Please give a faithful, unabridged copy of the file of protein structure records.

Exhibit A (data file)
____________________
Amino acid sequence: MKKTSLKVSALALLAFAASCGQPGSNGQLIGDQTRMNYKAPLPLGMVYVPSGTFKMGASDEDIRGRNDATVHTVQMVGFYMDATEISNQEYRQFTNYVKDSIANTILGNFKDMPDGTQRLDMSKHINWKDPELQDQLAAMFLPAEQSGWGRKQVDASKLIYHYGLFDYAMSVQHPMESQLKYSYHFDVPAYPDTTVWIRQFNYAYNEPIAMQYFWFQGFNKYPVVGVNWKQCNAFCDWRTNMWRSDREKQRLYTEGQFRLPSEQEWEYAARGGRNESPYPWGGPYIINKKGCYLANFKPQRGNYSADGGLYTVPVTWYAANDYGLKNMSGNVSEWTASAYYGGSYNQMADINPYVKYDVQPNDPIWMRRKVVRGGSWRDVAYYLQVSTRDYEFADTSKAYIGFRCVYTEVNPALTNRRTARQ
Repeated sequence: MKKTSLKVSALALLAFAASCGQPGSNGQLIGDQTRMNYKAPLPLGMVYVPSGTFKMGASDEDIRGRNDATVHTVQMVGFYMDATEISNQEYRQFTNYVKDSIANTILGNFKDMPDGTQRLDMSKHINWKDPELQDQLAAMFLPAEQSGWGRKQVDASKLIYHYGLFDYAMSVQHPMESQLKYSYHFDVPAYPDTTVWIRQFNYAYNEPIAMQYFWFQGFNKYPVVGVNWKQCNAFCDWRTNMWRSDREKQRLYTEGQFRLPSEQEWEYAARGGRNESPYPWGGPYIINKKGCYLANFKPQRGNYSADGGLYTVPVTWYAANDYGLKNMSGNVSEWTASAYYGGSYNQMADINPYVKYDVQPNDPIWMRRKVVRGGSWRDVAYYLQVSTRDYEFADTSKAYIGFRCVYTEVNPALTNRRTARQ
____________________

Amino acid sequence: MKKTSLKVSALALLAFAASCGQPGSNGQLIGDQTRMNYKAPLPLGMVYVPSGTFKMGASDEDIRGRNDATVHTVQMVGFYMDATEISNQEYRQFTNYVKDSIANTILGNFKDMPDGTQRLDMSKHINWKDPELQDQLAAMFLPAEQSGWGRKQVDASKLIYHYGLFDYAMSVQHPMESQLKYSYHFDVPAYPDTTVWIRQFNYAYNEPIAMQYFWFQGFNKYPVVGVNWKQCNAFCDWRTNMWRSDREKQRLYTEGQFRLPSEQEWEYAARGGRNESPYPWGGPYIINKKGCYLANFKPQRGNYSADGGLYTVPVTWYAANDYGLKNMSGNVSEWTASAYYGGSYNQMADINPYVKYDVQPNDPIWMRRKVVRGGSWRDVAYYLQVSTRDYEFADTSKAYIGFRCVYTEVNPALTNRRTARQ
Repeated sequence: MKKTSLKVSALALLAFAASCGQPGSNGQLIGDQTRMNYKAPLPLGMVYVPSGTFKMGASDEDIRGRNDATVHTVQMVGFYMDATEISNQEYRQFTNYVKDSIANTILGNFKDMPDGTQRLDMSKHINWKDPELQDQLAAMFLPAEQSGWGRKQVDASKLIYHYGLFDYAMSVQHPMESQLKYSYHFDVPAYPDTTVWIRQFNYAYNEPIAMQYFWFQGFNKYPVVGVNWKQCNAFCDWRTNMWRSDREKQRLYTEGQFRLPSEQEWEYAARGGRNESPYPWGGPYIINKKGCYLANFKPQRGNYSADGGLYTVPVTWYAANDYGLKNMSGNVSEWTASAYYGGSYNQMADINPYVKYDVQPNDPIWMRRKVVRGGSWRDVAYYLQVSTRDYEFADTSKAYIGFRCVYTEVNPALTNRRTARQ